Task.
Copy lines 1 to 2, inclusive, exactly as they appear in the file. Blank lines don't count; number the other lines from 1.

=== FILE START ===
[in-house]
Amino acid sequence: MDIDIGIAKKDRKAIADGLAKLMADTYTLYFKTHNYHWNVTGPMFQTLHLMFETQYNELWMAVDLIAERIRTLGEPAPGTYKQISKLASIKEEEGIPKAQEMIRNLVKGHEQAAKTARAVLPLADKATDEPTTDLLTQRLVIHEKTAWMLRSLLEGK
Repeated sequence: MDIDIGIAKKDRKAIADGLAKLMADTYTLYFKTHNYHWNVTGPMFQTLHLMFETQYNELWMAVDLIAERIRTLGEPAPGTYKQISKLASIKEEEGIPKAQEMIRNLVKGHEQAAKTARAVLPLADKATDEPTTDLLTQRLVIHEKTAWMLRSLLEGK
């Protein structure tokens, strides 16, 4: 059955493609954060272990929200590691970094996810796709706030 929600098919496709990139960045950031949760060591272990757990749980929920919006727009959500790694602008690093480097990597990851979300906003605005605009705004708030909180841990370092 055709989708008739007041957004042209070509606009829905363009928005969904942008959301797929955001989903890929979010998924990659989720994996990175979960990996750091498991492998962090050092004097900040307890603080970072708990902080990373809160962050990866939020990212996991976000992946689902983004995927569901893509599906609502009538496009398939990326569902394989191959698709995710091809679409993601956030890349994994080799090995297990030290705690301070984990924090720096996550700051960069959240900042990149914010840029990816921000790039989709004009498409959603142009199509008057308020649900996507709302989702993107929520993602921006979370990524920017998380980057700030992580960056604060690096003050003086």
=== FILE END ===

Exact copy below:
[in-house]
Amino acid sequence: MDIDIGIAKKDRKAIADGLAKLMADTYTLYFKTHNYHWNVTGPMFQTLHLMFETQYNELWMAVDLIAERIRTLGEPAPGTYKQISKLASIKEEEGIPKAQEMIRNLVKGHEQAAKTARAVLPLADKATDEPTTDLLTQRLVIHEKTAWMLRSLLEGK